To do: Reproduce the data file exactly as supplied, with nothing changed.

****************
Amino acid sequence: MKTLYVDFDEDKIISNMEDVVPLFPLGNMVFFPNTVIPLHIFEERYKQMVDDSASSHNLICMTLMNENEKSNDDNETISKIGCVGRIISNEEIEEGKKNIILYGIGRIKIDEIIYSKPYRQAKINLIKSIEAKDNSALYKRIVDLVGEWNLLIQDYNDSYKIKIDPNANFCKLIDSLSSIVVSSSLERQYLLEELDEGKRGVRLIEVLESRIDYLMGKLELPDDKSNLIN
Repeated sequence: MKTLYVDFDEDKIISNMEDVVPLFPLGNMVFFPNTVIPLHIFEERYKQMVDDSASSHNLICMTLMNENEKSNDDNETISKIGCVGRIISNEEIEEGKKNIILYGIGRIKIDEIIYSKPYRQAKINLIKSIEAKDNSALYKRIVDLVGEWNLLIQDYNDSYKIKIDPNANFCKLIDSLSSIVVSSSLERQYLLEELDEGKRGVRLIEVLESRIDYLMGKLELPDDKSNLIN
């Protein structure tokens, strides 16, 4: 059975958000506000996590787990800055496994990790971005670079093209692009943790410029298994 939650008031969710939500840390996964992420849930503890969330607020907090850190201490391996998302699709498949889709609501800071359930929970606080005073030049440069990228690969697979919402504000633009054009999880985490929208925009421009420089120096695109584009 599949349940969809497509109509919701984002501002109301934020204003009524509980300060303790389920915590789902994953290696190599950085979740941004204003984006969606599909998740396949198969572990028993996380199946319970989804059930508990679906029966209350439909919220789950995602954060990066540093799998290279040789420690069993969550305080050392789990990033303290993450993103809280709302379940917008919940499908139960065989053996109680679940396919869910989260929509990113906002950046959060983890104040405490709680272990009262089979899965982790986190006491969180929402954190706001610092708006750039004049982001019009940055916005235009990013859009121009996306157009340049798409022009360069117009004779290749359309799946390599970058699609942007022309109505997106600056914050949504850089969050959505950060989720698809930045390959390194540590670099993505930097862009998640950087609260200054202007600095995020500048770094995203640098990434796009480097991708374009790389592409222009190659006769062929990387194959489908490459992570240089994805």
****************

Amino acid sequence: MKTLYVDFDEDKIISNMEDVVPLFPLGNMVFFPNTVIPLHIFEERYKQMVDDSASSHNLICMTLMNENEKSNDDNETISKIGCVGRIISNEEIEEGKKNIILYGIGRIKIDEIIYSKPYRQAKINLIKSIEAKDNSALYKRIVDLVGEWNLLIQDYNDSYKIKIDPNANFCKLIDSLSSIVVSSSLERQYLLEELDEGKRGVRLIEVLESRIDYLMGKLELPDDKSNLIN
Repeated sequence: MKTLYVDFDEDKIISNMEDVVPLFPLGNMVFFPNTVIPLHIFEERYKQMVDDSASSHNLICMTLMNENEKSNDDNETISKIGCVGRIISNEEIEEGKKNIILYGIGRIKIDEIIYSKPYRQAKINLIKSIEAKDNSALYKRIVDLVGEWNLLIQDYNDSYKIKIDPNANFCKLIDSLSSIVVSSSLERQYLLEELDEGKRGVRLIEVLESRIDYLMGKLELPDDKSNLIN
């Protein structure tokens, strides 16, 4: 059975958000506000996590787990800055496994990790971005670079093209692009943790410029298994 939650008031969710939500840390996964992420849930503890969330607020907090850190201490391996998302699709498949889709609501800071359930929970606080005073030049440069990228690969697979919402504000633009054009999880985490929208925009421009420089120096695109584009 599949349940969809497509109509919701984002501002109301934020204003009524509980300060303790389920915590789902994953290696190599950085979740941004204003984006969606599909998740396949198969572990028993996380199946319970989804059930508990679906029966209350439909919220789950995602954060990066540093799998290279040789420690069993969550305080050392789990990033303290993450993103809280709302379940917008919940499908139960065989053996109680679940396919869910989260929509990113906002950046959060983890104040405490709680272990009262089979899965982790986190006491969180929402954190706001610092708006750039004049982001019009940055916005235009990013859009121009996306157009340049798409022009360069117009004779290749359309799946390599970058699609942007022309109505997106600056914050949504850089969050959505950060989720698809930045390959390194540590670099993505930097862009998640950087609260200054202007600095995020500048770094995203640098990434796009480097991708374009790389592409222009190659006769062929990387194959489908490459992570240089994805």